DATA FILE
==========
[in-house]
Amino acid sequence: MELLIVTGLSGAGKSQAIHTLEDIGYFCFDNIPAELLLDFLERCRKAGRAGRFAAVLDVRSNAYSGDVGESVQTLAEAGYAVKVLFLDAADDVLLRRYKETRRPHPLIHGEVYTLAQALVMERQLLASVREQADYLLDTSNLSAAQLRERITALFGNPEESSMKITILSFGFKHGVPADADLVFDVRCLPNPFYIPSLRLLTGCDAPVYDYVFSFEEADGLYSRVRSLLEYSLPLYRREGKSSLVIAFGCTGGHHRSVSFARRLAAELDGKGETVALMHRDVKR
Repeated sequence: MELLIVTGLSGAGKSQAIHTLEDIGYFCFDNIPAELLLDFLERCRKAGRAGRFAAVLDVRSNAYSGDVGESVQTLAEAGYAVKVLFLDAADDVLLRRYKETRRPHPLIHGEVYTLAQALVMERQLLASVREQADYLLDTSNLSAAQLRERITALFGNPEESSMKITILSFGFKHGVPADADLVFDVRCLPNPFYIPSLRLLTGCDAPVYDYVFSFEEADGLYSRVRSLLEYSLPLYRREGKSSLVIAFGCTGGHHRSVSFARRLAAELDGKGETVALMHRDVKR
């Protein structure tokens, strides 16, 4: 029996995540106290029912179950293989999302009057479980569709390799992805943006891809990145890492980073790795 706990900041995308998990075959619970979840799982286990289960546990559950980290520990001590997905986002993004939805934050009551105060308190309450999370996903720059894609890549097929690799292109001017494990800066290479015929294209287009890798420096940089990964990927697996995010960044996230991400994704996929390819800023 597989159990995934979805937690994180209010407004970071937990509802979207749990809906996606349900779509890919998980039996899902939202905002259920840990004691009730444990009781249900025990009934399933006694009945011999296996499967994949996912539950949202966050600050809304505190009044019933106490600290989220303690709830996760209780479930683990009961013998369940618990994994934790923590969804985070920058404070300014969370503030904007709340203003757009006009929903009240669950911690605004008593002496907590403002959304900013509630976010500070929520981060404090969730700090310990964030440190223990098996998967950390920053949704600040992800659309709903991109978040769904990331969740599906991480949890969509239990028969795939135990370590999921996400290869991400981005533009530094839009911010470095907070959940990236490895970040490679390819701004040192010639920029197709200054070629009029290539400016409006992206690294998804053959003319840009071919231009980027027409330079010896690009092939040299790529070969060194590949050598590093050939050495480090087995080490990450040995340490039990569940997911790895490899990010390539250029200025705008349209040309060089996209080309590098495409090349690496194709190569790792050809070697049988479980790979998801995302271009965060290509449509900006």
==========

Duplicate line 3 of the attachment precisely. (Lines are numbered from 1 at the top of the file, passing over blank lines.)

Repeated sequence: MELLIVTGLSGAGKSQAIHTLEDIGYFCFDNIPAELLLDFLERCRKAGRAGRFAAVLDVRSNAYSGDVGESVQTLAEAGYAVKVLFLDAADDVLLRRYKETRRPHPLIHGEVYTLAQALVMERQLLASVREQADYLLDTSNLSAAQLRERITALFGNPEESSMKITILSFGFKHGVPADADLVFDVRCLPNPFYIPSLRLLTGCDAPVYDYVFSFEEADGLYSRVRSLLEYSLPLYRREGKSSLVIAFGCTGGHHRSVSFARRLAAELDGKGETVALMHRDVKR